A two-vehicle crash on the interstate northwest of Richmond, Virginia (VA), sent one person to the hospital with injuries. Two other people died in the rear-end collision that happened near mile marker 133 on I-64 a little before 11 pm on August 24, 2021.
According to Virginia State Police, an SUV ran into the rear of a dump truck. The two adults in the SUV were pronounced dead at the scene, and the driver of the construction vehicle survived with injuries. News reports contain no details on the nature of those injuries, but officials described them as non-life-threatening.
- A Virginia Personal Injury Attorney Locks at a Leading Cause of Rear-End Collisions
- In Virginia, Is the Driver in Back Always At-Fault for Causing a Rear-End Collision?
- Am I Limited to Filing a Workers’ Comp Claim if I Get Injured on the Job?
State troopers did not publicly speculate on what caused the rear-end collision. The investigation will remain open until more evidence is collected and analyzed.
Many Possible Reasons for a Rear-End Collision
Four of every 10 crashes involve rear-end collisions, normally because a person is following too closely (tailgating). Leave enough room between your vehicle and the one ahead so you can stop safely if the other vehicle stops suddenly. Brake early and gently when you prepare to stop or turn. It gives drivers behind you plenty of warning that you plan to decrease your speed.
This paragraph neatly sums up the leading reasons drivers run into the back of vehicles in front of them. Broken out into a list and detailed a little further, those reasons are
- A driver follows too closely, giving themselves too little time and space to slow or stop when the vehicle ahead of them does.
- A driver slams on their brakes unexpectedly, given the person behind them too little time to react.
Speeding, distraction, fatigue/falling asleep at the wheel, and impairment by alcohol or drugs can raise a driver’s risk for causing a rear-end collision. Conversely, a person who improperly stops in the flow of traffic or parks with too much of their vehicle remaining in the travel lane raises other people’s risks for crashing.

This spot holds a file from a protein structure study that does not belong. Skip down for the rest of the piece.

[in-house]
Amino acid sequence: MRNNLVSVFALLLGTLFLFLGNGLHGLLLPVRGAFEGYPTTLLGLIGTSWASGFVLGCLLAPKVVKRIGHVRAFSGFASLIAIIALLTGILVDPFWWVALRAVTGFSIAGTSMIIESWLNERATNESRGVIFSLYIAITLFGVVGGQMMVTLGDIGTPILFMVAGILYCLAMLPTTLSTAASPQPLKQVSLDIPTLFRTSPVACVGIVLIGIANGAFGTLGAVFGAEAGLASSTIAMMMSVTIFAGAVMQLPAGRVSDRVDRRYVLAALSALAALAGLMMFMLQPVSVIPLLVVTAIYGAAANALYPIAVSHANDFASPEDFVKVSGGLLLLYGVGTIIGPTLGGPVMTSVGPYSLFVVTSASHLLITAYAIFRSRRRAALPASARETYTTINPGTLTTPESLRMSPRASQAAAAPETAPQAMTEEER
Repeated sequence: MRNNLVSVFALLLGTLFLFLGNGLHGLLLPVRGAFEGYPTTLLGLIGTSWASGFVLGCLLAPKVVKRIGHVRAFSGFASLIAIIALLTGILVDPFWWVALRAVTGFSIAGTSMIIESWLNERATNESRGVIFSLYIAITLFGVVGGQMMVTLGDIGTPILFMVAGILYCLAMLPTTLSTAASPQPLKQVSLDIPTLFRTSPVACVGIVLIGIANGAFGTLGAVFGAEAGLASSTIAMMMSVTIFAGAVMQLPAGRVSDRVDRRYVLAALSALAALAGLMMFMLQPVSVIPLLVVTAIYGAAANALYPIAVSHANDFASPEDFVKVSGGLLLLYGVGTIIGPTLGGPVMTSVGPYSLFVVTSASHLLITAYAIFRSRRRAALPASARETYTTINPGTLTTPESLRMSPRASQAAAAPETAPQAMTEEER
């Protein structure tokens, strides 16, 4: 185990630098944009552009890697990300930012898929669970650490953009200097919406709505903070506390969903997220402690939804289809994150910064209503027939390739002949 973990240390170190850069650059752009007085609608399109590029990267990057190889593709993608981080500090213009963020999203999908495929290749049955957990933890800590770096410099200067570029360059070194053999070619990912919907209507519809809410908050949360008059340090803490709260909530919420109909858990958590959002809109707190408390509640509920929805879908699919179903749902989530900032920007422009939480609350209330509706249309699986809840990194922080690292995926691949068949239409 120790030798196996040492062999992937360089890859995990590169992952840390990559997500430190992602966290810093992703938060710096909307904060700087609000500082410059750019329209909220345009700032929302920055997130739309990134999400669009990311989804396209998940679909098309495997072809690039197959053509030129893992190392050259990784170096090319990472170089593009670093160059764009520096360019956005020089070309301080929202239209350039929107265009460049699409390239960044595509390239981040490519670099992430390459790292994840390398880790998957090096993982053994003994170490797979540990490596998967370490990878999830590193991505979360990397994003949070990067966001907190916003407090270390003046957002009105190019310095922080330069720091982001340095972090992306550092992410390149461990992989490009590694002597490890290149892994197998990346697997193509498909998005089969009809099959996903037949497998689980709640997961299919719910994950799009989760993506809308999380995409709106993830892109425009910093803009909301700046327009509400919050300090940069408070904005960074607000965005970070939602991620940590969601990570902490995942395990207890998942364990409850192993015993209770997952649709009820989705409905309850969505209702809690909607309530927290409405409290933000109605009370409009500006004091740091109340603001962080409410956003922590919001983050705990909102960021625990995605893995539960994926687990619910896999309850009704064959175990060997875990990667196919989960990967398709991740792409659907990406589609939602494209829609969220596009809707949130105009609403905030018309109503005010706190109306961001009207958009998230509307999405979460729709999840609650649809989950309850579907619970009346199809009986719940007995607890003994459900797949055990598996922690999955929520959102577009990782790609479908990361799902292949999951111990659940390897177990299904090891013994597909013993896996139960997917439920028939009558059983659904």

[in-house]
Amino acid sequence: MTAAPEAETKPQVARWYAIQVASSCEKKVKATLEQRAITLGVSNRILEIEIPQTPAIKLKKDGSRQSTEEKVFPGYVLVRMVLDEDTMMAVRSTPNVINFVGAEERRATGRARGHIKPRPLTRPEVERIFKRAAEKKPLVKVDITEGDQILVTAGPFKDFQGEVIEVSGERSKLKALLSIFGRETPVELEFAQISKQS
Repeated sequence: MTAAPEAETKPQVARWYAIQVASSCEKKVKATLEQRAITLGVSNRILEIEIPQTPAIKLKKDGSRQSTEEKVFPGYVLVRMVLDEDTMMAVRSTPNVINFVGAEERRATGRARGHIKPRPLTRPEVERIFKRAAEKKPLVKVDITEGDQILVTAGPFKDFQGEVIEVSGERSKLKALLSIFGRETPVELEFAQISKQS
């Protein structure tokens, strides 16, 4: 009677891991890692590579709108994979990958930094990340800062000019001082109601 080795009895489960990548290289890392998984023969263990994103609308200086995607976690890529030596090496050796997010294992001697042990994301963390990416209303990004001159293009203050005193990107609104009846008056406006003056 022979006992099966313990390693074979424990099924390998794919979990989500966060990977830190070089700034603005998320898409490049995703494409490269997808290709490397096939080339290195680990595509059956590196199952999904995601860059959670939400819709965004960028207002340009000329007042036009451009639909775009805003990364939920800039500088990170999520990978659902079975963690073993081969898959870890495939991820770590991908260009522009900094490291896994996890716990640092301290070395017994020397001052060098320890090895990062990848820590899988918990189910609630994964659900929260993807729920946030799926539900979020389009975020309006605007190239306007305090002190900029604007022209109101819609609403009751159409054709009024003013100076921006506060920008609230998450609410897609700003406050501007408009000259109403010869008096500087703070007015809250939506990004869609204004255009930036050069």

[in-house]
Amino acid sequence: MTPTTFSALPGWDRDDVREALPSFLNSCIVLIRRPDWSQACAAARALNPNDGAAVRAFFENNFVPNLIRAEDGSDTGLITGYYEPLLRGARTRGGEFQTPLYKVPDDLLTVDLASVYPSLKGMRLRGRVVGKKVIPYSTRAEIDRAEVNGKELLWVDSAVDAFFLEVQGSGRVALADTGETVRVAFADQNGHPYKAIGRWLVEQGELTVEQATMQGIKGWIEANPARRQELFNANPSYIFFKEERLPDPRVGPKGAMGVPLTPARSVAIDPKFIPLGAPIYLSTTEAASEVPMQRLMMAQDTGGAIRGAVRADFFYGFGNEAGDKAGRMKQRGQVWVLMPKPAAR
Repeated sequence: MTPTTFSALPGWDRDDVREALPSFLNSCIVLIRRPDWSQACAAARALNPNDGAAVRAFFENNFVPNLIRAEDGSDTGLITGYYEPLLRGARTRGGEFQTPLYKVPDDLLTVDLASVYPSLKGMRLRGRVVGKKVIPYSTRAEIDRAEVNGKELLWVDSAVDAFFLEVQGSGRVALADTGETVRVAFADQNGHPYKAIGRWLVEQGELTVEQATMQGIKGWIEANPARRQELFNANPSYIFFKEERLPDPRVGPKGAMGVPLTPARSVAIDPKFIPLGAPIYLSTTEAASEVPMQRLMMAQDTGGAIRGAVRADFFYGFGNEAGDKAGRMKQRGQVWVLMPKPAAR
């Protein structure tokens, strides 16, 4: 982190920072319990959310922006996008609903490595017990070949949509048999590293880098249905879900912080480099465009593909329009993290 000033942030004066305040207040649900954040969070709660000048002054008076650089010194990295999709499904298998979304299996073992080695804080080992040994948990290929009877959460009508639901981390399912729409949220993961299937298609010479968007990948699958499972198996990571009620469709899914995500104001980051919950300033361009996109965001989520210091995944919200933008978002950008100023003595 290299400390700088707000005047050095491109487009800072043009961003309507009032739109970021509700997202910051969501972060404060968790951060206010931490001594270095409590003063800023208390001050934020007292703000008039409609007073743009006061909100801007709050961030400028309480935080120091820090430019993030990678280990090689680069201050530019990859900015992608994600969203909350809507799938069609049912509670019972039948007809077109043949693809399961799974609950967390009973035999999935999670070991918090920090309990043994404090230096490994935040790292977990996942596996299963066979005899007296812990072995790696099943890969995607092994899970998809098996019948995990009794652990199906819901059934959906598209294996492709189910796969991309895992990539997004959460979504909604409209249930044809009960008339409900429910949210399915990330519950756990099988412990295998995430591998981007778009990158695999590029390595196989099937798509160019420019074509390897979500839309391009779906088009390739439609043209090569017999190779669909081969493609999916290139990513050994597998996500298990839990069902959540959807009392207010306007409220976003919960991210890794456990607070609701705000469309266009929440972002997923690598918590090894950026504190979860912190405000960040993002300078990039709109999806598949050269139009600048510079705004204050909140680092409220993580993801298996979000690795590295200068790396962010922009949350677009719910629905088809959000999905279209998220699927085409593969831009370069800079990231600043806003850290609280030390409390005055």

Exactly what happened on I-64 through Louisa County remains unclear. The driver of the SUV could be at fault, or the dump truck operator could have acted negligently and set the stage for the deadly wreck.
Determining which is the case will clarify who has grounds for filing insuring claims. For now, all my Virginia personal injury and wrongful death law firm colleagues can do is extend our heartfelt condolences to the friends and family of the deceased individuals along with our wises that the truck driver make a full and rapid recovery.
A Note on Personal Injuries Suffered While Working
Evidence may show that the dump truck driver was doing their job at the time of the crash. Road work and hauling happen around the clock, after all.
If that is true, the person could have grounds for filing both a workers’ compensation claim and an insurance claim against the policy held by the SUV driver. The insurance claim would constitute a third-party lawsuit, which can be understood in the following terms:
Laws for workers compensation typically don’t allow for a worker or employee to file a personal injury lawsuit against their employer when they’ve suffered work injuries. However, they may utilize the “at-fault” persons clause or entities and file as a third party against them.
This would be similar to injury cases whereby the injured party is compensated for their medical expenses due to the injury, and compensated for any future medical expenses due to the injury.
A third-party lawsuit is handled separately from workers’ comp, but a personal injury attorney can assist with both.